The young black woman was found in a plastic trash bag, apparently unconscious and smeared with feces after going missing for four days. Emergency personnel discovered slurs and "KKK" scrawled on her body. The traumatized 15-year-old could barely speak, but managed to convey that she'd been abducted and raped by a group of white men who had kept her out in the woods in freezing temperatures. Reverend Al Sharpton made his name nationally as Tawana Brawley's champion, charging that a Dutchess County assistant district attorney was one of the rapists. The 1987 case divided America racially in a way that previewed the OJ Simpson trial.
Except it wasn't true—not a word of it. A rape kit showed no signs of sexual assault. Brawley had no major abrasions, hypothermia, or burns. The feces were from her neighbor's dog; the slurs were written upside down, as if she were looking down as she wrote. A grand jury declined to indict anyone, and a civil jury later awarded damages to the falsely charged ADA.
Each year the fakes can be counted fairly easily, while real hate crimes number in the thousands.
So why did Brawley do it? And perhaps more relevant as we hurtle toward Donald Trump's inauguration as president of the United States, what about the bogus reports we're seeing now? Just since the election, two young women have been accused by police of falsely reporting men ripped the hijabs off their heads—one a college student in New York City, another at the University of Louisiana in Lafayette. Why would anyone put themselves into the media maelstrom in such a way, performing their own stigmatization and undermining everyone who reports a genuine hate crime?
I've wondered about this over the years, as fake hate crimes surface from time to time. Of course, before exploring the fakers, it's worth emphasizing that actual hate crimes outnumber false claims by an astonishing margin. Each year the fakes can be counted fairly easily, while real hate crimes number in the thousands. The imbalance is so large that I haven't yet discovered a social scientist who researches the fakes, and although I contacted more than a dozen experts while writing this story—mostly people who focus on hate crime—only two were willing to talk about such a loaded and comparatively rare phenomenon.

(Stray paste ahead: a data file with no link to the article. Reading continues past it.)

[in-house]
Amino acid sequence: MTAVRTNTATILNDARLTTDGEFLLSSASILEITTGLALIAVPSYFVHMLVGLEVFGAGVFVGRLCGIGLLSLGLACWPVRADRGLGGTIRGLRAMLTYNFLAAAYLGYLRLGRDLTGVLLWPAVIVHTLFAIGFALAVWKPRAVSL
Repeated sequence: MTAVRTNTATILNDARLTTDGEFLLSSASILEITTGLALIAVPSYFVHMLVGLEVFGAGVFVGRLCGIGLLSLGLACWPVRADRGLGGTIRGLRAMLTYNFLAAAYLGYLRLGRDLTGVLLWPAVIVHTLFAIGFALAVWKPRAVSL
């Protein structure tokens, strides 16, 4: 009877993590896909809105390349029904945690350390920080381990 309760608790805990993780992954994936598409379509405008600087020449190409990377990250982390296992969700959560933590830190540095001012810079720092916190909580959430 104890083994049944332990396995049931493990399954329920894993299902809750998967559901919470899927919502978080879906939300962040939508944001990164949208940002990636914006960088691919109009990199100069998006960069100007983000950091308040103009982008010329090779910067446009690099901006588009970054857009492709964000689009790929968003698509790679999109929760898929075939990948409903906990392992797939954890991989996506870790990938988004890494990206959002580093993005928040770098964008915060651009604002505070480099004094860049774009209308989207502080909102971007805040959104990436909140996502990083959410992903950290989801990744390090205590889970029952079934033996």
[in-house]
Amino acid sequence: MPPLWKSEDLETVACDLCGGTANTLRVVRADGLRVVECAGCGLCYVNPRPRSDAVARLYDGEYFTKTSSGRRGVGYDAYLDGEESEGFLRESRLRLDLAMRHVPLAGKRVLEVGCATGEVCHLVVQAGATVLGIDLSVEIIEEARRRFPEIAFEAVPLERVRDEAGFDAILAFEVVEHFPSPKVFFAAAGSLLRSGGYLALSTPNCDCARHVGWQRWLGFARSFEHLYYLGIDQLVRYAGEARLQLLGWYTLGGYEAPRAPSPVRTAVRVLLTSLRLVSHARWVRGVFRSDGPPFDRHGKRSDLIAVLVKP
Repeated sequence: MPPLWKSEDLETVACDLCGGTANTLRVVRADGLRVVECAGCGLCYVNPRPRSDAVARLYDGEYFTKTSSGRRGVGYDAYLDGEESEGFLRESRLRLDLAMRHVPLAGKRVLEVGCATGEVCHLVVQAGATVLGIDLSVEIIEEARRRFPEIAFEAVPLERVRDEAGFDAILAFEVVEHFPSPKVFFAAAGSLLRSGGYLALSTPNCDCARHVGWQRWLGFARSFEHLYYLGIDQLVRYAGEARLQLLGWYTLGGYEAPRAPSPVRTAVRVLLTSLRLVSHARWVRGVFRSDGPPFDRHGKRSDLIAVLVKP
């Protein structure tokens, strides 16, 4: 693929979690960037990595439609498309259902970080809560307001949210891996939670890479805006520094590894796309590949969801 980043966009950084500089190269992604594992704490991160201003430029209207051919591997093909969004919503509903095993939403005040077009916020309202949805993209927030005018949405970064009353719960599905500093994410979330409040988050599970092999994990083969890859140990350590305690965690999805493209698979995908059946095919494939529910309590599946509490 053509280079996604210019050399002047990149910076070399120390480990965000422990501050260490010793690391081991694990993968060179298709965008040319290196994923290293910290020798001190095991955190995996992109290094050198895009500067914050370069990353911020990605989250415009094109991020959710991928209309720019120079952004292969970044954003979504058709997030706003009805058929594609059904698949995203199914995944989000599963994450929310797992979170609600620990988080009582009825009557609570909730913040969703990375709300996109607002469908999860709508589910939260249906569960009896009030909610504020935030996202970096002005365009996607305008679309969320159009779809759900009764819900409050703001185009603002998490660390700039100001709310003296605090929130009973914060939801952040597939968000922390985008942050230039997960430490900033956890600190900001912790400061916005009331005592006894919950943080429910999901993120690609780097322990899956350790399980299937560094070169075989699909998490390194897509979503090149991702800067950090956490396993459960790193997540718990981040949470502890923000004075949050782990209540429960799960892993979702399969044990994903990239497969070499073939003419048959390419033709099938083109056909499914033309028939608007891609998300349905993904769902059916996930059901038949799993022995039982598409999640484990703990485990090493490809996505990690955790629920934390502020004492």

Still, the fakers keep coming. The first fake hate crime to stun me personally came back in 1992, during a wrenching antigay referendum campaign in Oregon. Ballot Measure 9 would have defined being gay as "abnormal, wrong, unnatural and perverse," essentially equivalent to pedophilia. At least one church that opposed it was spray-painted with slurs. A documentary revealed that a pro-LGBT organizer's car was tampered with in ways that meant danger on mountainous roads. Police responded to a spate of arson, vandalism, and death threats. And a pair of roommates—a black lesbian and a white gay man—died after skinheads firebombed their apartment, although it wasn't clear whether the attack was trained at their race or sexual orientation or both.
Amidst that campaign, a 40-year-old black lesbian named Azalea Cooley reported being harassed in nonstop fashion: swastikas and racial slurs spray-painted on her house, threatening letters, burning crosses, and even a black plastic doll on her front porch with a .38-caliber bullet in its forehead. All of which, police eventually discovered, she had done herself.
"For the same reason that people lie about anything," Dr. Robert S. Feldman tells me. He's a professor of psychology who specializes in lying and deception, and deputy chancellor at the University of Massachusetts in Amherst. "There's some benefit," he adds.
What possible benefit could there be? An alibi, for some—Tawana Brawley was reportedly afraid of being beaten by her mother's boyfriend for staying out late and not coming home for days. Which is to say she may have staged the hate crime to avoid being punished. "It boomed much further out of control than she expected. Now she's got Al Sharpton in the door, uh oh," recalls James Mulvaney, an adjunct professor at John Jay College's Department of Law and Police Science and former deputy commissioner of the New York State Division of Human Rights, where he investigated hate crimes.